AnonymousDeleted UserSeptember 23, 2020 at 7:05 pm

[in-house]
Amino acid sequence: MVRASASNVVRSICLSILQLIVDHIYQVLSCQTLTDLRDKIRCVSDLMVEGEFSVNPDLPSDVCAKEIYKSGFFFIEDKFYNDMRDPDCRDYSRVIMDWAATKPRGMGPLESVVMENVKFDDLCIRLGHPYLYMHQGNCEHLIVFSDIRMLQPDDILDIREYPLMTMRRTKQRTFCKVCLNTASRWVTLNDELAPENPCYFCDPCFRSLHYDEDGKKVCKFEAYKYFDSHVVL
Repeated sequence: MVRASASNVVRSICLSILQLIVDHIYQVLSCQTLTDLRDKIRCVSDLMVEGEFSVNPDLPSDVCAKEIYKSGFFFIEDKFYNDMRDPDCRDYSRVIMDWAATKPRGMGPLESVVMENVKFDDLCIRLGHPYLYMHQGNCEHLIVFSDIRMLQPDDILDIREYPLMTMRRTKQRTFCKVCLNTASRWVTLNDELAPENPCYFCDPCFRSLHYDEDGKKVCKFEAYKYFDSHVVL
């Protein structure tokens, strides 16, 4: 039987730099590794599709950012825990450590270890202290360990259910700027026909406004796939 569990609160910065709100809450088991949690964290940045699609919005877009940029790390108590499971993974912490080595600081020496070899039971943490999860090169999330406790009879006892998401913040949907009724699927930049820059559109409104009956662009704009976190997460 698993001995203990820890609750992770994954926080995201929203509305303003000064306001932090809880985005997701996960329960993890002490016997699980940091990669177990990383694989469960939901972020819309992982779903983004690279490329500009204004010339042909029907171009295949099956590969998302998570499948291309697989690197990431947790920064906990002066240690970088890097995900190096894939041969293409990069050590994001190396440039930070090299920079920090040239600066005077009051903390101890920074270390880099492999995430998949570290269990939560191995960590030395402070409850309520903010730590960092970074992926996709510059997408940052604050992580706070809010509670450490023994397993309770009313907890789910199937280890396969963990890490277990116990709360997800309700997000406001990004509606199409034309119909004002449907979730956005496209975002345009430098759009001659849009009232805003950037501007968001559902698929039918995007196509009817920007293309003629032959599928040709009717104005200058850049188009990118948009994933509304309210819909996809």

I found the descriptions of various types of ignorance in Wendell Berry’s “The Way of Ignorance” to be very helpful. In order to assume a more intellectually humble posture, we must recognize the various manifestations of ignorance: arrogant ignorance, ignorance of the past, willful ignorance, moral ignorance, etc. Once we recognize and accept the limits of our knowledge and understanding, we can begin to learn what it means to become wise. Wisdom, I think, is cultivated and stewarded over many decades of recognizing how little we actually know, or even can know. Pychon reflecting on his earliest body of work in “Slow Learner” says, “…if through some as yet undeveloped technology I were to run into him today, how comfortable would I feel about lending him money, or for that matter even stepping down the street to have a beer and talk over old times?” It is stunning that a novelist as prolific as Pychon would reflect upon his earliest work – and his earliest self – with these words. On the other hand, these early short stories were formative to his craft as a writer. Pychon recognizes with hindsight that his journey to becoming a compelling writer -a wise writer – was paved with much ignorance. After reading both Berry and Pychon, it’s clear to me that my own journey is rife with examples of extreme ignorance reflected in my actions or lack of action. However, these experiences that I would now recognize as at the very least guided by ignorance, have also led to some of the wisest decisions I’ve made. The relationship between ignorance and wisdom can be complex, but in order to learn wisdom, one must go the way of ignorance.